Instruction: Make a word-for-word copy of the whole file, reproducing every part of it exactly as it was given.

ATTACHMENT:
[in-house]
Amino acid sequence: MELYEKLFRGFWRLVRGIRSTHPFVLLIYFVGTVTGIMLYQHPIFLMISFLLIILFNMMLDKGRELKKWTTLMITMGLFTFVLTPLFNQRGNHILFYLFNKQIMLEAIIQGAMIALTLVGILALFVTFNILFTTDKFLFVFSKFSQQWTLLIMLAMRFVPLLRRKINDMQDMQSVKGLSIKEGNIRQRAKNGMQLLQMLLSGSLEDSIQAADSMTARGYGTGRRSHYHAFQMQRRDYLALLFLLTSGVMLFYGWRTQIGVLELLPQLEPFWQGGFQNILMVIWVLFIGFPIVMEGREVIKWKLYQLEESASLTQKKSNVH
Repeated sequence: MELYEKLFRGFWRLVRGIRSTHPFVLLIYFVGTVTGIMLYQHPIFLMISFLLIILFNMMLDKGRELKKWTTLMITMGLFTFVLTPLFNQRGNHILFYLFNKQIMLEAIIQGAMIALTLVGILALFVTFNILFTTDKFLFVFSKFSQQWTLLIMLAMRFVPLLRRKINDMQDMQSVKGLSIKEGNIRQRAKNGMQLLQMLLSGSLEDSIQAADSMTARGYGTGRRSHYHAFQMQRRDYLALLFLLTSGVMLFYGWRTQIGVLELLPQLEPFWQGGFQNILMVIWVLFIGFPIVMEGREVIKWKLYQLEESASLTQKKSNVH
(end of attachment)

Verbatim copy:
[in-house]
Amino acid sequence: MELYEKLFRGFWRLVRGIRSTHPFVLLIYFVGTVTGIMLYQHPIFLMISFLLIILFNMMLDKGRELKKWTTLMITMGLFTFVLTPLFNQRGNHILFYLFNKQIMLEAIIQGAMIALTLVGILALFVTFNILFTTDKFLFVFSKFSQQWTLLIMLAMRFVPLLRRKINDMQDMQSVKGLSIKEGNIRQRAKNGMQLLQMLLSGSLEDSIQAADSMTARGYGTGRRSHYHAFQMQRRDYLALLFLLTSGVMLFYGWRTQIGVLELLPQLEPFWQGGFQNILMVIWVLFIGFPIVMEGREVIKWKLYQLEESASLTQKKSNVH
Repeated sequence: MELYEKLFRGFWRLVRGIRSTHPFVLLIYFVGTVTGIMLYQHPIFLMISFLLIILFNMMLDKGRELKKWTTLMITMGLFTFVLTPLFNQRGNHILFYLFNKQIMLEAIIQGAMIALTLVGILALFVTFNILFTTDKFLFVFSKFSQQWTLLIMLAMRFVPLLRRKINDMQDMQSVKGLSIKEGNIRQRAKNGMQLLQMLLSGSLEDSIQAADSMTARGYGTGRRSHYHAFQMQRRDYLALLFLLTSGVMLFYGWRTQIGVLELLPQLEPFWQGGFQNILMVIWVLFIGFPIVMEGREVIKWKLYQLEESASLTQKKSNVH